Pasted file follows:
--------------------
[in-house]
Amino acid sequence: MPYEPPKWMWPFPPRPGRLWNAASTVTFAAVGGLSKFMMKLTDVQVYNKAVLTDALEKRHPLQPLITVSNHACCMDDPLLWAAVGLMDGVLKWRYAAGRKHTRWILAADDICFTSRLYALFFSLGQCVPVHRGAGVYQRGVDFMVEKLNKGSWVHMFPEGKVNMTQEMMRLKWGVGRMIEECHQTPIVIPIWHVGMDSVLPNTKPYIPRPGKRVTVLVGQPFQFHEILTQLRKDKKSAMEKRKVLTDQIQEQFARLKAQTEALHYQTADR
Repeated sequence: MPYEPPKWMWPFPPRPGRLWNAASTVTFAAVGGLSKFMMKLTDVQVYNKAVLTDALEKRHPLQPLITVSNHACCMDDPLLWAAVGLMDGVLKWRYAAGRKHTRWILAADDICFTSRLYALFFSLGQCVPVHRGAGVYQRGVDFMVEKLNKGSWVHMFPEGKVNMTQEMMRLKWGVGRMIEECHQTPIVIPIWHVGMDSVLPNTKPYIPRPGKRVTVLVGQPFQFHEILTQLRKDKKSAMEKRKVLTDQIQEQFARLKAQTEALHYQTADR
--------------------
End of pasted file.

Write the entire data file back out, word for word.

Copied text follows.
[in-house]
Amino acid sequence: MPYEPPKWMWPFPPRPGRLWNAASTVTFAAVGGLSKFMMKLTDVQVYNKAVLTDALEKRHPLQPLITVSNHACCMDDPLLWAAVGLMDGVLKWRYAAGRKHTRWILAADDICFTSRLYALFFSLGQCVPVHRGAGVYQRGVDFMVEKLNKGSWVHMFPEGKVNMTQEMMRLKWGVGRMIEECHQTPIVIPIWHVGMDSVLPNTKPYIPRPGKRVTVLVGQPFQFHEILTQLRKDKKSAMEKRKVLTDQIQEQFARLKAQTEALHYQTADR
Repeated sequence: MPYEPPKWMWPFPPRPGRLWNAASTVTFAAVGGLSKFMMKLTDVQVYNKAVLTDALEKRHPLQPLITVSNHACCMDDPLLWAAVGLMDGVLKWRYAAGRKHTRWILAADDICFTSRLYALFFSLGQCVPVHRGAGVYQRGVDFMVEKLNKGSWVHMFPEGKVNMTQEMMRLKWGVGRMIEECHQTPIVIPIWHVGMDSVLPNTKPYIPRPGKRVTVLVGQPFQFHEILTQLRKDKKSAMEKRKVLTDQIQEQFARLKAQTEALHYQTADR